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Shrimp exec: Ecuadorian exports must maintain value over volume

Value has been lost in the face of growing competition but 2017 is looking up for Ecuador's shrimp exports.

Despite growing competition in key markets, Ecuador's shrimp exports are booming, but value must be maintained for the producer to stay on top of its game, according to Rodrigo Laniado, CEO of Ecuadorian shrimp producer Songa.

In addition to competition from India, the Ecuadorian shrimp industry is seeing wild Argentinean red shrimp take market share from it in Spain, a traditional market for vannamei.

“Even if it’s wild and the product is different, the Argentinean shrimp is the main competitor to our shrimp,” said Laniado.

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Ecuadorian shrimp exports have, however, thrived with annual growth since 2007. Since 2013, exports have increased 69 percent.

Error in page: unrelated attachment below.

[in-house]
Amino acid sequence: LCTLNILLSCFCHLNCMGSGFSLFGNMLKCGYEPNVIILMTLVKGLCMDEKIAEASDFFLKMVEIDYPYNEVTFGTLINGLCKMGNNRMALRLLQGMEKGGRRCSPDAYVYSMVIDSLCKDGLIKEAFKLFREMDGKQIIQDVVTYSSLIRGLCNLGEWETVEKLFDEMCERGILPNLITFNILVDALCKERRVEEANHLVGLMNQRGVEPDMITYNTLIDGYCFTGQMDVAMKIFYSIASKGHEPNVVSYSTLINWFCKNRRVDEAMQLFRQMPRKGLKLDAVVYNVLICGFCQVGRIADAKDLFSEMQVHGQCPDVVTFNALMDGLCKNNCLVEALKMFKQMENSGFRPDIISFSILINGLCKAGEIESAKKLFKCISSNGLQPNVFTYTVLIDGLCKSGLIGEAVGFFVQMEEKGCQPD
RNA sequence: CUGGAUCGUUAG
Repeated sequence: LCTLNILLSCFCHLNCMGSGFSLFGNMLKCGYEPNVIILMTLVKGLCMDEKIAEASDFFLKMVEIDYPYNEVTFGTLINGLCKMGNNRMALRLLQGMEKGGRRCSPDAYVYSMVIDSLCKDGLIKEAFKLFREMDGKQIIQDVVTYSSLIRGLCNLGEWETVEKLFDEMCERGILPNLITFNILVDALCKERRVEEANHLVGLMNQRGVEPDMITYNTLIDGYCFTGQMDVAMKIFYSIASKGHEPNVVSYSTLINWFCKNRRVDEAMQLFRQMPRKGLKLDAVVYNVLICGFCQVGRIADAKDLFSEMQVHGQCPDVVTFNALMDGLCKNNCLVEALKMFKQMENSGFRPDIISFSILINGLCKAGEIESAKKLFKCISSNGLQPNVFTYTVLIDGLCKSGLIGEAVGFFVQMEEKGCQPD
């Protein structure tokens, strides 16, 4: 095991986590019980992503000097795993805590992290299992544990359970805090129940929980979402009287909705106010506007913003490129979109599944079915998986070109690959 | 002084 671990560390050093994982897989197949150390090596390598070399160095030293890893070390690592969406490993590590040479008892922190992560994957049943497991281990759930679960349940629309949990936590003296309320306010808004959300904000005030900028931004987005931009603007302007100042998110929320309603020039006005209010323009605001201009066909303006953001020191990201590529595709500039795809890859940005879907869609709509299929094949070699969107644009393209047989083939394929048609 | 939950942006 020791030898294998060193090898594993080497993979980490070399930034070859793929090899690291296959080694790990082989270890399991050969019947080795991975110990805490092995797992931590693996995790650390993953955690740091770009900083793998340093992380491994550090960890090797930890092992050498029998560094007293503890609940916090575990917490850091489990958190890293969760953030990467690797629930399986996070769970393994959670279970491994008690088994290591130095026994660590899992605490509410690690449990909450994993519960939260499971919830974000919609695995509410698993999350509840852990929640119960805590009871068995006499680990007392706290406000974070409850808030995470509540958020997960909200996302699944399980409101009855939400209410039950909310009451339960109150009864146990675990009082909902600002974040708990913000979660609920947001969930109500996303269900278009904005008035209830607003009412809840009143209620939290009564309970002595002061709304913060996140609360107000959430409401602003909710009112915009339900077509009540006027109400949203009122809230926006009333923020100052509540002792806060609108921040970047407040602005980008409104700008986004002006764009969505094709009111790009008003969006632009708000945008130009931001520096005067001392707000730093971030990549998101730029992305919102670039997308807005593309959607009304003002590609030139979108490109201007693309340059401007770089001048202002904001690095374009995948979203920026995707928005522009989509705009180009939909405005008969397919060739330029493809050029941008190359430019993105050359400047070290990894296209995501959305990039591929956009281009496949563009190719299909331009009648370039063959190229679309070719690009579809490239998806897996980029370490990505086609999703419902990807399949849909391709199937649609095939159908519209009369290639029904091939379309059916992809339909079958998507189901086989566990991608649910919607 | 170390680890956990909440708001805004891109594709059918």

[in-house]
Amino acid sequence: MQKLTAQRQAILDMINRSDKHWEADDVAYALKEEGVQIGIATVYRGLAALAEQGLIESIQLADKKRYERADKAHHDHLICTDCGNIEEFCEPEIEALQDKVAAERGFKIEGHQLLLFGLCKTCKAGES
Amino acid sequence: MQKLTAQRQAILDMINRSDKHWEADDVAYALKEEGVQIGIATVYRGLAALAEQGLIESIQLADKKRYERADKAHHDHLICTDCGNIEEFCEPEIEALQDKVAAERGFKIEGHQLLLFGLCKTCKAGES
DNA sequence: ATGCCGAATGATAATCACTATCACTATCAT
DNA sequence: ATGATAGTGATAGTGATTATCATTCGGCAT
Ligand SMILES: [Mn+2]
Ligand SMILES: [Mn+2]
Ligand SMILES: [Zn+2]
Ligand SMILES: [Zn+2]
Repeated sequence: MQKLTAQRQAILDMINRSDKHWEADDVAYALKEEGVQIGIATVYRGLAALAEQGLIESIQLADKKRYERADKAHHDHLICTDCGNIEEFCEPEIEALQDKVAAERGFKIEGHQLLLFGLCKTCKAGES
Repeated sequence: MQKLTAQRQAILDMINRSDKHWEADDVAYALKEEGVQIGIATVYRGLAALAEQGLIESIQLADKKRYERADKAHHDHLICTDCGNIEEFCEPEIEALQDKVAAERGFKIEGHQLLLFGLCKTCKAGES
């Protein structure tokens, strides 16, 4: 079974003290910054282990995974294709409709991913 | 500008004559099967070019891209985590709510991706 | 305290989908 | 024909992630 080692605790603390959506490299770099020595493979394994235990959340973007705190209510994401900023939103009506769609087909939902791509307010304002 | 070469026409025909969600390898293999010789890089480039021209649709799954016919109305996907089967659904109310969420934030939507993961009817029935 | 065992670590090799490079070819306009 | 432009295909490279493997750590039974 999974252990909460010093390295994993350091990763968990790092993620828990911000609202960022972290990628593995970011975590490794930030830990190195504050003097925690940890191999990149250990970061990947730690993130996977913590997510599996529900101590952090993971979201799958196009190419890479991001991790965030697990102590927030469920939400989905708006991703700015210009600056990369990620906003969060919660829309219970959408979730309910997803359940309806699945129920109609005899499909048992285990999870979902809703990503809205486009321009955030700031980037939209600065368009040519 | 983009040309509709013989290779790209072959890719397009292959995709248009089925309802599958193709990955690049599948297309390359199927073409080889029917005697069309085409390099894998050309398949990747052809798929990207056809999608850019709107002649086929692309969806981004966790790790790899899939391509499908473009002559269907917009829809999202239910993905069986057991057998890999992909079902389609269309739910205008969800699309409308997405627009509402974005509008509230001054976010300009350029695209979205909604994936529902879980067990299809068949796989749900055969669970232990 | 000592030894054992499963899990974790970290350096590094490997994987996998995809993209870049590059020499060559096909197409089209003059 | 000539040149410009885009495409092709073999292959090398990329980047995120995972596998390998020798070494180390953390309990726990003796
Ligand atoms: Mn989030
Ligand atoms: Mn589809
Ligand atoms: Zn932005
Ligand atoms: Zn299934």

In 2017, producers expect to surpass 421,500 metric tons with more than 50 percent of exports going to Asia, primarily Vietnam (47 percent), China, Korea and Japan.

Europe is expected to account for 99,000 metric tons -- thanks to the agreement between Ecuador and the EU -- and the United States for 72,000 metric tons.

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Reducing dependency on Vietnam is one of the main focuses of Ecuador’s foreign commerce office, since there are irregularities regarding transparency and monitoring.

“We have increased 25 percent in value in the past 3 years, for an increase in export volumes of 55 percent. We would like to grow more in value than in volume, but it’s hard because we sell to Vietnam,” said Laniado.

However, in the first eight months of 2017, Ecuadorian shrimp exports increased 17 percent in volume with prices staying stable.

“Volume now grows, prices [are stable], so we generated 17 percent in value; this is a way of proving that the Ecuadorian product has a value above the market.”


This content originally appeared in IntraFish's AquaExpo 2017 blog.


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